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post #16 of 19 (permalink) Old 05-03-2010, 12:43 PM Thread Starter
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An update on the "rare-earth metals from China" aspects of this issue:

Chinese Control of Rare-Earth Metals Could Stall Hybrid Growth
By Christie Schweinsberg - WardsAuto.com

China’s control of most of the world’s supply of lanthanides at the same time demand is increasing for the rare-earth metals could hurt the growth of hybrid-electric vehicles, author Robert Bryce says.

Lanthanum is a key ingredient in nickel-metal-hydride batteries that power many HEVs worldwide, and experts say new sources for the rare-earth metals have yet to be found.

Increasing U.S. corporate average fuel economy to a 35.5 mpg (6.6 L/100 km) fleet average by 2016 is “an ambitious goal, and it may well be laudable,” Bryce, author of the new book “Power Hungry: The Myths of ‘Green’ Energy and the Real Fuels of the Future,” tells attendees here during a recent Toyota Motor Sales U.S.A. Inc. Sustainability Seminar.

The key question, he says, is whether there will be sufficient quantities of lanthanides to produce the quantity of hybrids needed to meet the mileage standards set by President Obama.

Using data provided by Toyota, Bryce says each Prius HEV contains about 25 lbs. (11 kg) of rare-earth metals, more than twice the amount in a standard vehicle, likely making it the most lanthanide-intensive consumer product ever made. Other HEVs also contain large amounts of rare-earth metals.

Lanthanides also are in demand for consumer electronics, such as computer hard-drives, cell phones and televisions; as well as in wind turbines, X-ray machines and precision-guided munitions.

China controls somewhere between “95% and 100% of the world’s supply of this entire row of the periodic table,” Bryce says, flashing a chart showing 15 elements such as lanthanum, neodymium and samarium.

The Prius’ NiMH battery pack contains 22 lbs. (10 kg) of lanthanides. Some 2.2 lbs. (1 kg) of neodymium is used in each Prius’ iron-boron magnets found in the motor-generator and batteries.

“There are no significant supplies (of lanthanides) that can come on stream in anything close to the time span the market needs,” Bryce says, noting studies show demand for lanthanides could outstrip supply as early as 2013.

Today’s market for lanthanides is about 100,000 tons (90,718 t) per year, he says. “Estimates are that within two-three years the market demand will be 120,000-130,000 tons (108,862-117,932 t) per year.”

The U.S. Geological Survey shows worldwide rare-earth reserves at 99 million tons (89.8 million t) but 2009 production at just 124,000 tons (112,490 t), with 120,000 tons of lanthanides mined in China and none in the U.S.

China, exemplified by the quote from former Communist Party leader Deng Xiaoping – “There is oil in the Middle East, there are rare-earths in China; we must take full advantage of this resource” – is well aware of its position of power on lanthanides, Bryce says.

“In this headlong rush to go ‘green,’ we are essentially trading one type of import reliance for another,” he warns of China.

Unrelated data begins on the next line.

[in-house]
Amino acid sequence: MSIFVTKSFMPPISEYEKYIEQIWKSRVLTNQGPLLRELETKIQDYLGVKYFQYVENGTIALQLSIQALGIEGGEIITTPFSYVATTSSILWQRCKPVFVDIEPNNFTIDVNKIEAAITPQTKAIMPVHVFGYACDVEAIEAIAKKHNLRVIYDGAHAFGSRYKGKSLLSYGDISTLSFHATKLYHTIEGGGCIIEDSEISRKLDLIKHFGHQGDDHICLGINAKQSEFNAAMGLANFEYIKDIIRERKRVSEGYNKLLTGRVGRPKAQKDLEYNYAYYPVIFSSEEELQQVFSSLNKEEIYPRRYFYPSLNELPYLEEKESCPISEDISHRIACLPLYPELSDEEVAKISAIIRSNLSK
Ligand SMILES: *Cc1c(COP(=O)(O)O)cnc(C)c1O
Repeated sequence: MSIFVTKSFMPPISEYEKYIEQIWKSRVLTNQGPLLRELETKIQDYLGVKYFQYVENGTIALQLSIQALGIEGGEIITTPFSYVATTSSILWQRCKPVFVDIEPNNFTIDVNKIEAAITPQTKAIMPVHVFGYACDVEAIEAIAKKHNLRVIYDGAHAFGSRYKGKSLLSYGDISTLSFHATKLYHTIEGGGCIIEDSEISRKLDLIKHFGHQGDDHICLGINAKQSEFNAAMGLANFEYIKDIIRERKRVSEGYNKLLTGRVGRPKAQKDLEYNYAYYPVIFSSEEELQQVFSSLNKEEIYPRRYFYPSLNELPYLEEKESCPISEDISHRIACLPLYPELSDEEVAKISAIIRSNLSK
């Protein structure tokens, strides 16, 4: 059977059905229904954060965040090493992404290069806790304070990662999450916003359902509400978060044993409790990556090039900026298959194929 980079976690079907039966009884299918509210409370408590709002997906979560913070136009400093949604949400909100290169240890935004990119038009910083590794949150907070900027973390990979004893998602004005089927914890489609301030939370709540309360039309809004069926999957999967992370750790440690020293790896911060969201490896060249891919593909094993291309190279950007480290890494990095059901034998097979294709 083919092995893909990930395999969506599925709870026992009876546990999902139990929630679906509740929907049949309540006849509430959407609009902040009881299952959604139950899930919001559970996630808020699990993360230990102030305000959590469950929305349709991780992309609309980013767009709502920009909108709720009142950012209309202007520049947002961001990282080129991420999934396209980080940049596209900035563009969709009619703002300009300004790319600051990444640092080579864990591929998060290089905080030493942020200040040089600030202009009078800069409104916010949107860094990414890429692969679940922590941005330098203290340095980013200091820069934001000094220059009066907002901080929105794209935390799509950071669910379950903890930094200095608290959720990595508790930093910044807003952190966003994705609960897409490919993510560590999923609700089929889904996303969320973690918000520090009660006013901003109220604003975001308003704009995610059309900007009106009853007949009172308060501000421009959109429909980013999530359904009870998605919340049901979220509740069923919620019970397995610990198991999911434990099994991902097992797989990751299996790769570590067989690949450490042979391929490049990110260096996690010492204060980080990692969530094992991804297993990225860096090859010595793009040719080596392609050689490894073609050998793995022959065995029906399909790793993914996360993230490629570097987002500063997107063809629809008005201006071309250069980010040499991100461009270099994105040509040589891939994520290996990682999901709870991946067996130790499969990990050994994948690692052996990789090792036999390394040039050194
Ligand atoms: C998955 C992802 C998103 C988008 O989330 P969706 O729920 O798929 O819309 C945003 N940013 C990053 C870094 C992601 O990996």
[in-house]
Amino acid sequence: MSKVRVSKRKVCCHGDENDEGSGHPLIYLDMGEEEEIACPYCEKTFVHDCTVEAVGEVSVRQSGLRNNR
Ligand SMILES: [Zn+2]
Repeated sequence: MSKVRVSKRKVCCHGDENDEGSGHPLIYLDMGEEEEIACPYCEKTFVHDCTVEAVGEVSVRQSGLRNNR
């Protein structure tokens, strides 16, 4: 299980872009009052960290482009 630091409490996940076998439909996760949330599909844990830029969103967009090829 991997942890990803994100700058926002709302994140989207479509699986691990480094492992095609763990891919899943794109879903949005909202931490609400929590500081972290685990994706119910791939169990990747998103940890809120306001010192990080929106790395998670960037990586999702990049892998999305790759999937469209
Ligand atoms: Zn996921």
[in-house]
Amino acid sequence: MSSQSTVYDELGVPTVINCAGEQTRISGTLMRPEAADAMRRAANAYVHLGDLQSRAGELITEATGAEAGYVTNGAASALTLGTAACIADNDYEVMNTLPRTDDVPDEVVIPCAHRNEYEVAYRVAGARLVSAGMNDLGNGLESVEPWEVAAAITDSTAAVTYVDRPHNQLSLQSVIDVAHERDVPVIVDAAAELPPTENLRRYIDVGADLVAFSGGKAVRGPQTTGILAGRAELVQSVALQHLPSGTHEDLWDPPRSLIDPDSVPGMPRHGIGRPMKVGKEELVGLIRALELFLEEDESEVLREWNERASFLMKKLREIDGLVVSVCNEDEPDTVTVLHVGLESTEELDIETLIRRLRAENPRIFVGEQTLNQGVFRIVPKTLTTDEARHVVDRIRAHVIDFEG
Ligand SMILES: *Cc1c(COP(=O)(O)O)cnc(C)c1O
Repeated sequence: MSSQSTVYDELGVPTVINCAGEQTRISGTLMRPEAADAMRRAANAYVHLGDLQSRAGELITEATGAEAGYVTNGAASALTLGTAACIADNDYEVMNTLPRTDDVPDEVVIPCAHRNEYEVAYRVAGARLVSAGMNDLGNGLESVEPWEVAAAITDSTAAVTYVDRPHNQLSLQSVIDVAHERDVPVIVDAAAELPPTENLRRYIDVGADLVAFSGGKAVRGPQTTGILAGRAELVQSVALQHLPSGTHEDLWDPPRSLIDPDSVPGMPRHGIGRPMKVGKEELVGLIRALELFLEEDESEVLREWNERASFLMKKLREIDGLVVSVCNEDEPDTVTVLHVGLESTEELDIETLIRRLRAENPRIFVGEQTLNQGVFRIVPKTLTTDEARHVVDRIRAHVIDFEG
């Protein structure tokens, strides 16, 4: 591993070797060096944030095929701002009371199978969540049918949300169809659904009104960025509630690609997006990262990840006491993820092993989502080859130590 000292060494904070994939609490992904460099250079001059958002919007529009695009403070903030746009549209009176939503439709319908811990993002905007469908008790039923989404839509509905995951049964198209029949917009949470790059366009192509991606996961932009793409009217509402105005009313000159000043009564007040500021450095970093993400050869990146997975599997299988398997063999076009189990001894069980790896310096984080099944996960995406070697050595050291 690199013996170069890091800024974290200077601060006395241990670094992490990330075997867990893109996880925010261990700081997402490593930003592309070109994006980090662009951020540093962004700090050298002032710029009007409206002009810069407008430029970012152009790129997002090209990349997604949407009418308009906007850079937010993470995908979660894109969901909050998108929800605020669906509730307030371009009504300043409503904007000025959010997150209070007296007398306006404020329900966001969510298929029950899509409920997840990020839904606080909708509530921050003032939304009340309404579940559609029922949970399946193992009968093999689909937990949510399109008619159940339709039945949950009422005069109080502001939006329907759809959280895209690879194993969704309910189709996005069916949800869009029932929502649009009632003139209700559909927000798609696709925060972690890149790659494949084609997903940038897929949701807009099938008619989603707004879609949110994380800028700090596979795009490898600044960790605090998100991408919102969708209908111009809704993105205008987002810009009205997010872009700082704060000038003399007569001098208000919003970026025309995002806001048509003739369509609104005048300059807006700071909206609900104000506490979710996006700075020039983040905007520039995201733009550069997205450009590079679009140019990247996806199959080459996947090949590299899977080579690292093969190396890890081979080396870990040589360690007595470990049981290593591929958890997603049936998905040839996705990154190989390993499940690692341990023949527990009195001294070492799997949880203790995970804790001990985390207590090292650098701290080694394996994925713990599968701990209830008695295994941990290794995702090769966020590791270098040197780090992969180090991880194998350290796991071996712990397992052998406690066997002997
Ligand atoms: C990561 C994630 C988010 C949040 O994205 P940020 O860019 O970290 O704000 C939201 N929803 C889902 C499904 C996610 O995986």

Unlike the number of countries the U.S. relies on for oil imports and exports, the movement to produce more HEVs means “we are going to be more dependent on a single market, where there’s no transparency and one dominant market player who happens to own most of our debt already,” Bryce says.

China is cutting back on exports of rare-earth elements, while increasing export fees on lanthanides and encouraging companies using such metals to locate in China.

“This makes perfect sense from a strategic standpoint, an employment standpoint, from a balance and trade standpoint,” he says. “The Chinese don’t want to sell you the rare-earth elements that are needed to make a television. They want to sell you the television.”

Earlier this month, the U.S. Government Accountability Office released a report showing deposits of rare-earth ore are “geographically diverse,” with locations in the U.S., Australia, Canada and Greenland. However, the report found China is dominant in the ability to process rare-earth oxides into metals.

A U.S. mine in Mountain Pass, CA, operated by Molycorp Minerals LLC, was shuttered in 2002 partly after pollution concerns arose. Plans are to bring it back online later this year, but Molycorp is lacking in its ability to refine oxides into finished metals, the GAO says.

Molycorp reportedly hopes to raise $350 million-$500 million through an initial public offering to modernize and expand Mountain Pass, as well as fund new processes and technologies.

But the GAO report says it may take up to 15 years for the U.S. to rebuild its rare-earth supply chain, a scenario dependent on investments in processing infrastructure being made, new-technology development and acquiring patents.

Other U.S. rare-earth deposits have been found in Idaho, Colorado, Missouri, Montana, Utah and Wyoming, but they only are in the exploratory stages and could take seven to 15 years to come fully online after complying with state and federal regulations, the GAO says.

But Bryce warns U.S. sourcing of rare earths could backfire if the Chinese decide they are “not really crazy about competition” and undercut the price of U.S. lanthanides.